Larsen, Christian
    LunaLEC AB.
    van Reenen, Stephan
    Kemerink, Martijn
    Edman, Ludvig
    Umeå University, Faculty of Science and Technology, Department of Physics. LunaLEC AB.
    Design rules for light-emitting electrochemical cells delivering bright luminance at 27.5 percent external quantum efficiency2017In: Nature Communications, ISSN 2041-1723, E-ISSN 2041-1723, Vol. 8, article id 1190Article in journal (Refereed)
    Abstract [en]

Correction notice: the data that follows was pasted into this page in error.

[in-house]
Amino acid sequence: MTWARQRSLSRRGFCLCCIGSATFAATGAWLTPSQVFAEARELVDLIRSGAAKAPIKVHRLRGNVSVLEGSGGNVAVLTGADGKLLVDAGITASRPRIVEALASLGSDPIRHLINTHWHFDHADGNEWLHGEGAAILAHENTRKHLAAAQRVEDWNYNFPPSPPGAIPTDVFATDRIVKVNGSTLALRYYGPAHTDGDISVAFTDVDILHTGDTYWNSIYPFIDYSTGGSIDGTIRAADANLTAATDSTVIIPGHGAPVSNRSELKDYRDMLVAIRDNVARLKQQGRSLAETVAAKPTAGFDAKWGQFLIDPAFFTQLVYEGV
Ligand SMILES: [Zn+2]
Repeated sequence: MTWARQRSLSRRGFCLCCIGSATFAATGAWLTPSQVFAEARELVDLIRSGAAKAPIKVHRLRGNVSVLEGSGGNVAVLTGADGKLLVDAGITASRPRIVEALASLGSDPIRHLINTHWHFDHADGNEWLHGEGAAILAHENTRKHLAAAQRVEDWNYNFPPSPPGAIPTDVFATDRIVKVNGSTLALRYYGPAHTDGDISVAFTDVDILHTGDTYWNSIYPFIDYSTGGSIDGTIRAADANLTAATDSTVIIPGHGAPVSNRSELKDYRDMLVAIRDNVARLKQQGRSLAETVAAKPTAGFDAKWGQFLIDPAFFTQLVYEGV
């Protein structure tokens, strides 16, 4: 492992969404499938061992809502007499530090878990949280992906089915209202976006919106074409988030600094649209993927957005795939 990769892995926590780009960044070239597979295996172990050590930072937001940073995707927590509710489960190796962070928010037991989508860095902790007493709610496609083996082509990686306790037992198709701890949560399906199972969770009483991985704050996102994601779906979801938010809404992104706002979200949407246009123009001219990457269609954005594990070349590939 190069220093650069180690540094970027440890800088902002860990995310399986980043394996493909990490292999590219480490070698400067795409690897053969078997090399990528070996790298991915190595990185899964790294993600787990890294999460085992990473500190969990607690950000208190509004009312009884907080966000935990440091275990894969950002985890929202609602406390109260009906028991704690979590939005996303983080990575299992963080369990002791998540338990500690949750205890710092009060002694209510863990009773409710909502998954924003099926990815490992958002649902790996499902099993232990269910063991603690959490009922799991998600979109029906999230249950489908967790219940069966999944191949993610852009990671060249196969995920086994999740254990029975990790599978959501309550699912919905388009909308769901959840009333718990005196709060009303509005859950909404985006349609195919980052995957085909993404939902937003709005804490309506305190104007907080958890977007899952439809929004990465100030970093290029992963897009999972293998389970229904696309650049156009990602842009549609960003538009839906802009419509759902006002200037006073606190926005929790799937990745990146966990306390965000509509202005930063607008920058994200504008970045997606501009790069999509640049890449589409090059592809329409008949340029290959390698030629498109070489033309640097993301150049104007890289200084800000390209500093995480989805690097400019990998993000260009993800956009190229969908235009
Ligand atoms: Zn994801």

The light-emitting electrochemical cell promises cost-efficient, large-area emissive applications, as its characteristic in-situ doping enables use of air-stabile electrodes and a solution-processed single-layer active material. However, mutual exclusion of high efficiency and high brightness has proven a seemingly fundamental problem. Here we present a generic approach that overcomes this critical issue, and report on devices equipped with air-stabile electrodes and outcoupling structure that deliver a record-high efficiency of 99.2 cd A(-1) at a bright luminance of 1910 cd m(-2). This device significantly outperforms the corresponding optimized organic light-emitting diode despite the latter employing calcium as the cathode. The key to this achievement is the design of the host-guest active material, in which tailored traps suppress exciton diffusion and quenching in the central recombination zone, allowing efficient triplet emission. Simultaneously, the traps do not significantly hamper electron and hole transport, as essentially all traps in the transport regions are filled by doping.